En EspaŅol

Q. Who is Mr. Smarty Plants?

A: There are those who suspect Wildflower Center volunteers are the culpable and capable culprits. Yet, others think staff members play some, albeit small, role. You can torture us with your plant questions, but we will never reveal the Green Guru's secret identity.

Help us grow by giving to the Plant Database Fund or by becoming a member

Did you know you can access the Native Plant Information Network with your web-enabled smartphone?

Share

Ask Mr. Smarty Plants

Ask Mr. Smarty Plants is a free service provided by the staff and volunteers at the Lady Bird Johnson Wildflower Center.

Search Smarty Plants
    
 
See a list of all Smarty Plants questions
Can't find the answer in our existing FAQs, submit a question to Mr. Smarty Plants.
Need help with plant identification, visit the plant identification page.
 
rate this answer
Not Yet Rated

Tuesday - August 04, 2009

From: Luling, TX
Region: Southwest
Topic: Trees
Title: Propagation of Mexican olive in Luling, TX
Answered by: Barbara Medford

QUESTION:

Mr. Smarty Plants: we live in Luling, just south of Austin and have a 4 year old Mexican Olive tree; question: how do we propagate this 'hard to find' tree? Thank you so much.

ANSWER:

Cordia boissieri (anacahuita), according to our Native Plant Database is propagated by seeds. From this USDA Plant Profile on this plant, it is native to far South Texas, but apparently there are reports of some being grown in Central Texas, around Travis County. According to this USDA Forest Service website, Cordia boisseri, it is rarely found and may be close to extinction.

It apparently can not only be propagated by seeds sown just after a frost and air layering, but also by herbaceous or softwood cuttings. Since you already have a tree to be a source for these materials, we suggest you try one or all of those methods.

From Top Tropicals, we found this picture of the seed.

From Washington State University, Propagating Herbaceous Plants from Cuttings

From Fine Gardening magazine, Propagate Your Shrubs from Softwood Cuttings

From North Carolina State University Horticulture Information Leaflet Plant Propagation by Layering by Erv Evans


Cordia boissieri

Cordia boissieri

Cordia boissieri

 

 

 

 

 

More Trees Questions

Madrone too close to house in Oregon
February 02, 2009 - I have a small Madrone tree (8ft tall) located approximatly 15 feet from my house, with a basement. Should I remove it? ie will it damage the foundation and is the tree strong enough that it will no...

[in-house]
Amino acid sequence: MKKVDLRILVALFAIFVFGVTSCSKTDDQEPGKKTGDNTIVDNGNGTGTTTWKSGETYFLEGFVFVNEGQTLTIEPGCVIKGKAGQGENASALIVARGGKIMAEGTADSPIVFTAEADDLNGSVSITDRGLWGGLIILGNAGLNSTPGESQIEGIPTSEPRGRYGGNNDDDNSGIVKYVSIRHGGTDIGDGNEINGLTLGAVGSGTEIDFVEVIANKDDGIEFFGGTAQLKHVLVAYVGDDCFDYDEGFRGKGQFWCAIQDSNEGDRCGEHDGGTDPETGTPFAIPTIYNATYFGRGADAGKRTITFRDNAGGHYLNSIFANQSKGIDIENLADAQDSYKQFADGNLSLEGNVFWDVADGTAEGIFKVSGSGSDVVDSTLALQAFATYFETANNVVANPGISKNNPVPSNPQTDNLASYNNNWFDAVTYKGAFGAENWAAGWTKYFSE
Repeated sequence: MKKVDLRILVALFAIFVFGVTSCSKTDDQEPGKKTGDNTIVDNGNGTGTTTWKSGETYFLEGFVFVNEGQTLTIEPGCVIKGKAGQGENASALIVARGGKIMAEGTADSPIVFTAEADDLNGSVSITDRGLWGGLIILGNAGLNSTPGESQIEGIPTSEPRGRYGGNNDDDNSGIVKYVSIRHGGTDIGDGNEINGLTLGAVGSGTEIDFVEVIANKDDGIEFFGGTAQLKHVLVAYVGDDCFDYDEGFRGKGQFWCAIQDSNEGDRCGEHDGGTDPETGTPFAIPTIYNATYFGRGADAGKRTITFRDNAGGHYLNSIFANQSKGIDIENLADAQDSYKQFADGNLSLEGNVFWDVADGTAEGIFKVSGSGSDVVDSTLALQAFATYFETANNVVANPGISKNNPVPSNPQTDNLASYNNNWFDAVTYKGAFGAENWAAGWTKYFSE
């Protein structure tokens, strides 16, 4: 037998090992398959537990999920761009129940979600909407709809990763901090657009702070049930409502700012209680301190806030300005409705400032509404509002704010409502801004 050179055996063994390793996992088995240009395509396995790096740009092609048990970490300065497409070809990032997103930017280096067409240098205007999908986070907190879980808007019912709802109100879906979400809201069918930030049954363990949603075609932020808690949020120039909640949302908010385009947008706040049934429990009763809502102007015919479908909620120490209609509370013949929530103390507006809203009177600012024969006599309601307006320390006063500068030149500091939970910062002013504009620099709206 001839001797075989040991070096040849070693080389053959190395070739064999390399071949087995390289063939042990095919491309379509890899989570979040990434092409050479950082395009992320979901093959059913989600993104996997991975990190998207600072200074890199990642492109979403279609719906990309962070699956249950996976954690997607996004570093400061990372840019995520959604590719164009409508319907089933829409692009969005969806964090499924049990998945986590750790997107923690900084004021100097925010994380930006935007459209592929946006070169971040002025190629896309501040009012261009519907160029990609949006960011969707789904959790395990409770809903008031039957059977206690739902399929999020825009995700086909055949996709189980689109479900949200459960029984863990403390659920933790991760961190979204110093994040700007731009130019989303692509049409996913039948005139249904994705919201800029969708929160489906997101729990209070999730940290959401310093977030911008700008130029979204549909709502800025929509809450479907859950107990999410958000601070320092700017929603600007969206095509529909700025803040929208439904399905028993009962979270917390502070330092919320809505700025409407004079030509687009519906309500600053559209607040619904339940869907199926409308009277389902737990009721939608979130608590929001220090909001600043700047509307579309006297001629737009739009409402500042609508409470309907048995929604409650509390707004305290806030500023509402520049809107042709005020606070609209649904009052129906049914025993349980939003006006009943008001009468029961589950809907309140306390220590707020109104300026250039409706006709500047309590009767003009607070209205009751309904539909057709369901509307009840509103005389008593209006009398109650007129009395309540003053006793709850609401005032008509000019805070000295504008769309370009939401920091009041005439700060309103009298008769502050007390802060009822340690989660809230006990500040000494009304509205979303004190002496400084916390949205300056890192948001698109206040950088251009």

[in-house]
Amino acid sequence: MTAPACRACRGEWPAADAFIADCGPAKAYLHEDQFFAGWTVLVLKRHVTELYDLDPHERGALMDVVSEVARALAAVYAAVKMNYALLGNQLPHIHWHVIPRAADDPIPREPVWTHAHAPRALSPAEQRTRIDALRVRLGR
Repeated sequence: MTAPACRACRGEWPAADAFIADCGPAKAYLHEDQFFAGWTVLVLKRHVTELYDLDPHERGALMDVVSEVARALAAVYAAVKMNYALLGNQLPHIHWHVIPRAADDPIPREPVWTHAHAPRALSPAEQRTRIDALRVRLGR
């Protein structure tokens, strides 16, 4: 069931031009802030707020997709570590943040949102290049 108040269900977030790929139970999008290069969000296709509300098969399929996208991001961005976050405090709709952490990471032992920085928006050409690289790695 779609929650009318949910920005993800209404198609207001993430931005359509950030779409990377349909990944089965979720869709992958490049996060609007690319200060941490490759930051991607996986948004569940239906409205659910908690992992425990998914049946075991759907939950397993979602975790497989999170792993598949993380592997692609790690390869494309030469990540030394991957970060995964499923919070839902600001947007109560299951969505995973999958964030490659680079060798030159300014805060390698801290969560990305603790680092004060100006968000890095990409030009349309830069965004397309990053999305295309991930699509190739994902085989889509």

view the full question and answer

Foundation Landscape Tree Suggestion for New Jersey
March 05, 2013 - I need to replace a shrub (boxwood) in a landscaped area directly in front of my house. I would like a tree that grows about 10-15' maximum. However, I have a drainpipe that runs from the house to th...
view the full question and answer

Bugs eating new growth on Mountain Laurel shrubs from Dripping Springs TX
April 02, 2013 - What is eating the new growth on my mountain laurel shrubs? One plant has red bugs and the other has black (could they be love bugs?). Is there something I can do to preserve the new growth?
view the full question and answer

Non-native mimosa failing to bloom in Leitchfield KY
October 29, 2011 - I have a medium size mimosa tree here in KY that usually blooms beautifully; it did not bloom at all this year. It leafed out well, needs a few dead limbs pruned, but seems otherwise healthy. Please t...
view the full question and answer

Scrub oaks dropping limbs in Lexington TX
August 23, 2009 - We live in the country between Elgin and Lexington. One of our "scrub" oaks is dropping large limbs. On examination, the limbs have green leaves and they do not appear to be rotted. Do you think ...
view the full question and answer

Smarty Plants's Facebook profile Support the Wildflower Center by Donating Online or Becoming a Member today.

Mr. Smarty Plants wants you to be his Facebook friend. Click the Facebook icon to add yourself to Mr. Smarty Plants list of friends.
E-NEWSLETTER | BECOME A MEMBER | DONATE NOW | MEDIA | SITEMAP
© 2014 Lady Bird Johnson Wildflower Center